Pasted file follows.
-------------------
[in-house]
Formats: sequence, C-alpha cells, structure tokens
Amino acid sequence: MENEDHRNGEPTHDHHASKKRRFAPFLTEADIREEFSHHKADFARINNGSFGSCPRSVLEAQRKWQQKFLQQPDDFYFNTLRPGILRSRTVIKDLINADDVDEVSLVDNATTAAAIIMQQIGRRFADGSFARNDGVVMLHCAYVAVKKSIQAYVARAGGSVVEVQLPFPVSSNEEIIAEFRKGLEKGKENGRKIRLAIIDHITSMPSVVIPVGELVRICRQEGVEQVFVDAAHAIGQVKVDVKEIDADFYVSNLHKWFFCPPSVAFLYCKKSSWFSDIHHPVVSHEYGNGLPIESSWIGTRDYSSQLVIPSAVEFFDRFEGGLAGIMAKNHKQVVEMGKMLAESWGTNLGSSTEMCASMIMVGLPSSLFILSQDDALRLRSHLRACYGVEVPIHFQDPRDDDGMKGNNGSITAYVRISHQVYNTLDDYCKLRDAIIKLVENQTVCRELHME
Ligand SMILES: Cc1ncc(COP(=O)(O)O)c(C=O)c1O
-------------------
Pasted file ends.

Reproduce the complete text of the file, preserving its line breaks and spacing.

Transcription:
[in-house]
Formats: sequence, C-alpha cells, structure tokens
Amino acid sequence: MENEDHRNGEPTHDHHASKKRRFAPFLTEADIREEFSHHKADFARINNGSFGSCPRSVLEAQRKWQQKFLQQPDDFYFNTLRPGILRSRTVIKDLINADDVDEVSLVDNATTAAAIIMQQIGRRFADGSFARNDGVVMLHCAYVAVKKSIQAYVARAGGSVVEVQLPFPVSSNEEIIAEFRKGLEKGKENGRKIRLAIIDHITSMPSVVIPVGELVRICRQEGVEQVFVDAAHAIGQVKVDVKEIDADFYVSNLHKWFFCPPSVAFLYCKKSSWFSDIHHPVVSHEYGNGLPIESSWIGTRDYSSQLVIPSAVEFFDRFEGGLAGIMAKNHKQVVEMGKMLAESWGTNLGSSTEMCASMIMVGLPSSLFILSQDDALRLRSHLRACYGVEVPIHFQDPRDDDGMKGNNGSITAYVRISHQVYNTLDDYCKLRDAIIKLVENQTVCRELHME
Ligand SMILES: Cc1ncc(COP(=O)(O)O)c(C=O)c1O